Copyright Law: Fair Use and Drone Pictures

03 June 2023

Aerial photographs taken with a drone are not covered by the fair use provision based on freedom of panorama as laid down in the German Copyright Code (§ 51 I 1 UrhG). If the drone pictures feature works protected by copyright, the consent of the respective rights holder is required for the photos to be utilized. An according judgement has been issued by the Higher Regional Court (OLG) Hamm. It picks up a legal issue that been discussed in professional circles for some time. However, the decision should not be misunderstood. It does not fundamentally exclude drone shots from the scope of the freedom of panorama provision. The judgement refers to a situation in which a drone is used to take pictures from a perspective that is not generally accessible whereas a different evaluation may apply if other cases.

A collecting society had sued a book publisher for injunctive relief as it had used various photos without a license. The relevant pictures were aerial photographs taken with the help of drones and featured inter alia art installations from a bird’s eye view. The book publisher relied on the copyright restriction based on freedom of panorama (§ 59 I 1 UrhG), which implies that the acquisition of a license is not necessary. The 1st level of jurisdiction took a different view and denied the application of the exception. This has now been confirmed in the appeal proceedings by the Higher Regional Court of Hamm (Judgement of 27 April 2023, file number: 4 U 247/21).

Perspective of drone picture crucial

In their decision, the judges of the Higher Regional Court of Hamm stated that the application of the freedom of panorama exception requires that the work shown on the picture is permanently located on a public path, street or square and can be viewed from there. Works set up or brought in a public place were somehow dedicated to the general public. This legitimizes a restriction of the author’s exploitation rights. However, this evaluation leads to the conclusion that only perspectives available to the general public can be subject of the freedom of panorama exception. On the contrary, pictures which feature a perspective inaccessible to the general public should not fall into the scope of the copyright provision. This also applies if the respective view can only be taken with additional tools. These considerations also apply to drone shots from the airspace as the airspace is not generally accessible to people. Special aids and means of transport are required.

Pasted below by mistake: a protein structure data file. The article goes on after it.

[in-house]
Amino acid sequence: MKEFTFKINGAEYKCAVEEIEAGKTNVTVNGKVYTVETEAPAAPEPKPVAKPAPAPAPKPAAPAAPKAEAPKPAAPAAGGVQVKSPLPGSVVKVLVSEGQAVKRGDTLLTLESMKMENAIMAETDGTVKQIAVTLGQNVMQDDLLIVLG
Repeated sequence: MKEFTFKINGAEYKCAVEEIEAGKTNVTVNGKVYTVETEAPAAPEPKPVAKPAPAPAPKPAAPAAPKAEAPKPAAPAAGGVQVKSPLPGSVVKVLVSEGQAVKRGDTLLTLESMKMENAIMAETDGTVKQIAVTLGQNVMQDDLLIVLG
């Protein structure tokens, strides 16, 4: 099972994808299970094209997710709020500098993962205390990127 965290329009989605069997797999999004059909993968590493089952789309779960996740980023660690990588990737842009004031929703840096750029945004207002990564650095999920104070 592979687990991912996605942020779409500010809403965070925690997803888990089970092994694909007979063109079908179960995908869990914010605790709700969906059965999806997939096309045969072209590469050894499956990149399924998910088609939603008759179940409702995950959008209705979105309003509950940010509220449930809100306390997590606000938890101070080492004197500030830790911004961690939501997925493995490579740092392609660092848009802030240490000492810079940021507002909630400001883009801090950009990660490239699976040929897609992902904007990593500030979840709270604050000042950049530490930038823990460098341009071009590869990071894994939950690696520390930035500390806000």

Airspace not a public place

However, the judgement of the Higher Regional Court of Hamm should not be mistaken. It does not exclude the application of the freedom of panorama exception for any drone pictures. It is not without reason that the official guiding principle for the judgement is based on aerial photographs using drones. The decisive factor will therefore be whether the respective drone photo could have been created from a perspective that is accessible to the general public. In the present case this was to be denied because the photograph was taken from the air. For other case a different set of facts may apply. Similar considerations were brought up some time ago in relation to copyrighted works shown via the Google Street View internet service.

Freedom of panorama for drone shots not excluded per se

Overall, the judgment underscores the fact that the freedom of panorama exception of German Copyright Law adapts to new technologies. It remains to be seen how the Federal Supreme Court of Germany evaluates the matter.